Following a family connection
Knight’s older brother, Rob, was in the promotional industry before him. When business at Eaton’s started to go down, he decided to go work for him as a salesperson in 1998, the year after he got married.
“While I was already comfortable in front of customers, I started out completely green, so I was handling small orders for small customers, like personalized coffee mugs,” he says. “At the same time, I was taking some marketing courses to learn more about the industry.”
Rob had studied creative communications at Red River College (RRC) and saw there were strong opportunities in promotional advertising. After working in the field for other people, he started his own business, Splash Promotions.
“He was inspirational to me as an entrepreneur,” says Knight. “My brother was a very good salesman, with good, loyal clients, and I learned a lot from him. He would bring out new products regularly and land new bulk orders every three months, filling his clients’ seasonal needs, from mugs to pens. He is still in the industry now. In fact, you could say he is one of my competitors!”
Going it alone
After leaving Splash and working for another local promotional company, Knight started his own business, KayCee Promotions & Design, in 2008.
“I was tired of giving other people half of my commissions,” he says. “Unfortunately, the economy was in horrible shape in 2008. My sales really dragged in those early days and I learned a lot of difficult lessons. After running an office and setting up a showroom, for example, I realized nobody would ever come there, so I switched to a home-based business model.”
Fortunately, he then found a major opportunity in providing products for a major franchise system—none other than Tim Hortons.
“I called their regional marketing manager and we hit it off,” he explains. “In 2009, he got me started on importing items for their Timbits Minor Sports Program, which sponsored house leagues for kids aged four to nine, including hockey, soccer, ringette, baseball and lacrosse teams. Each sponsorship deal provided branded jerseys, medals and other products.”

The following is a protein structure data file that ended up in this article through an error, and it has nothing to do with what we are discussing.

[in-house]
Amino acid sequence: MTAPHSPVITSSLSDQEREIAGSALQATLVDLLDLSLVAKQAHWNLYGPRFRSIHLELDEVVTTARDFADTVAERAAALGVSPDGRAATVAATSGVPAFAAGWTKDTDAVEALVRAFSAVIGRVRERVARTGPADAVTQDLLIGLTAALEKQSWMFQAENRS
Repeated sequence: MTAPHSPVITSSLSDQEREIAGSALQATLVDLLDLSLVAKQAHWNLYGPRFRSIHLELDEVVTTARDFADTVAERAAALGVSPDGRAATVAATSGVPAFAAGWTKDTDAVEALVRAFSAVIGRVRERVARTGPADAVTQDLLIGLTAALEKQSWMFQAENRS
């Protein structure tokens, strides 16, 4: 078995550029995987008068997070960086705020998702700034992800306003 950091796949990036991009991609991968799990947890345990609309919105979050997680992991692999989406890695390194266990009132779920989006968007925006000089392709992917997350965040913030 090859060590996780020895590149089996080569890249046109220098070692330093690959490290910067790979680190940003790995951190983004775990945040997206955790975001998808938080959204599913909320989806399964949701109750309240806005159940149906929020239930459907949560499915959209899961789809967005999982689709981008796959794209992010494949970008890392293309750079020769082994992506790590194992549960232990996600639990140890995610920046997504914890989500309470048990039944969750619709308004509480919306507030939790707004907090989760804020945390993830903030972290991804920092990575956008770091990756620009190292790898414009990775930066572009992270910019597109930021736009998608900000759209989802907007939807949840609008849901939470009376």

They developed a good, trusting business relationship. After Knight started out counting these orders in his garage with his wife, the numbers grew so much that in 2010, he had to approach a friend who owned a freight brokerage with a warehouse.
“We weren’t handling the jerseys and medals,” Knight explains. “Instead, we did a lot of creative gift items, such as water bottles shaped like hockey jerseys and tote bags that looked like soccer balls. We put bars on the back of those bags that allowed the kids to add their names to them. They were shipped all across Manitoba, Saskatchewan and Northwestern Ontario.”
He showed these products to Subway’s regional office in Winnipeg and ended up doing some stuff for that franchise system, too.
“They sponsor the Challenge Cup, an annual kids’ tournament through the National Hockey League’s (NHL’s) Winnipeg Jets at Bell MTS Place, and I ended up providing gift items for them for four years, starting in 2012,” he says.
Even though Tim Hortons was Knight’s biggest client at the time and he was able to use the work he did for them as leverage to land other clients, he felt he was limited in terms of his resources.
“I was still working from home and the big orders would only come in once a year,” he explains. “Even after a few really good years in 2014 and 2015, KayCee wasn’t big enough for me to hire other people and my wife was back to working full-time at the bank. I had an outside party that could help finance my business, but knew it wouldn’t work over the long term to borrow that way.”
Meanwhile, 2015 was the last year he handled work for Tim Hortons. By that point, 3G Capital had bought the franchise system, merged it with Burger King and set up a new parent company for both businesses, Restaurant Brands International (RBI).
So, Knight started to look into some opportunities to join a group that could help with his finances and build larger business relationships.